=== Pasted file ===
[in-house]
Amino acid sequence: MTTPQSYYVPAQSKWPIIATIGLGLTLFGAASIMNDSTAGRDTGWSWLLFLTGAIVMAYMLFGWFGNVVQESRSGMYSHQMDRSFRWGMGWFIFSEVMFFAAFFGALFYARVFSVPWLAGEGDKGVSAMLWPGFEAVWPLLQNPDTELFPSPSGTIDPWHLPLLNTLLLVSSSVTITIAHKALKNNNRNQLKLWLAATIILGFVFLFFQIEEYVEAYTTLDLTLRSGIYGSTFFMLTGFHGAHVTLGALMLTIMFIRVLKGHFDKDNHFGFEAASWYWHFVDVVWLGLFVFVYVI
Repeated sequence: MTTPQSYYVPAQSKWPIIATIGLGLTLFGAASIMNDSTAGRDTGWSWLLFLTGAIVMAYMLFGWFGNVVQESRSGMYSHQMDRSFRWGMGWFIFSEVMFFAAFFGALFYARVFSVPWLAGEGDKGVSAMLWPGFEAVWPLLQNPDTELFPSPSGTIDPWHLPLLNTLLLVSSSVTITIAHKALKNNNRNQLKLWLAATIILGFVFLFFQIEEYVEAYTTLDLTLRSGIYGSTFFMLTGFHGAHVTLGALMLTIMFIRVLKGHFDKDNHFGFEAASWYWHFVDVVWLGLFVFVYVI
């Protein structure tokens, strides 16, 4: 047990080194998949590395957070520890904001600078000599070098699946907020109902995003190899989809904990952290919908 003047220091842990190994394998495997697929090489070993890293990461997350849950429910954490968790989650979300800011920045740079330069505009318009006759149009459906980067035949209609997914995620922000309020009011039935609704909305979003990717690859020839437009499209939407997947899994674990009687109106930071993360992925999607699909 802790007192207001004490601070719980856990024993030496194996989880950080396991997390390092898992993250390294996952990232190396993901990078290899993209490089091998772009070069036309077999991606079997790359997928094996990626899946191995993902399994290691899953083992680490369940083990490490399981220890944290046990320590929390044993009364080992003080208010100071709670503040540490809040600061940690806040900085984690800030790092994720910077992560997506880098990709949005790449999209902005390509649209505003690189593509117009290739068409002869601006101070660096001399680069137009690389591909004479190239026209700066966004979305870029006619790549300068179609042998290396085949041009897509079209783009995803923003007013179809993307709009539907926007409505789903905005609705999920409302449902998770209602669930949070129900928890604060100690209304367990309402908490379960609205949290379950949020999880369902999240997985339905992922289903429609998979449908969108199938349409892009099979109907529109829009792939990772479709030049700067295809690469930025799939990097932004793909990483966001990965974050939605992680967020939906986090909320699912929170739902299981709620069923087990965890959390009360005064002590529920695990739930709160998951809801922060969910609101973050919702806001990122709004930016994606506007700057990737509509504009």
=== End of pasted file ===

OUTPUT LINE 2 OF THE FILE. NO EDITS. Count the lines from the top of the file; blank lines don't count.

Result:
Amino acid sequence: MTTPQSYYVPAQSKWPIIATIGLGLTLFGAASIMNDSTAGRDTGWSWLLFLTGAIVMAYMLFGWFGNVVQESRSGMYSHQMDRSFRWGMGWFIFSEVMFFAAFFGALFYARVFSVPWLAGEGDKGVSAMLWPGFEAVWPLLQNPDTELFPSPSGTIDPWHLPLLNTLLLVSSSVTITIAHKALKNNNRNQLKLWLAATIILGFVFLFFQIEEYVEAYTTLDLTLRSGIYGSTFFMLTGFHGAHVTLGALMLTIMFIRVLKGHFDKDNHFGFEAASWYWHFVDVVWLGLFVFVYVI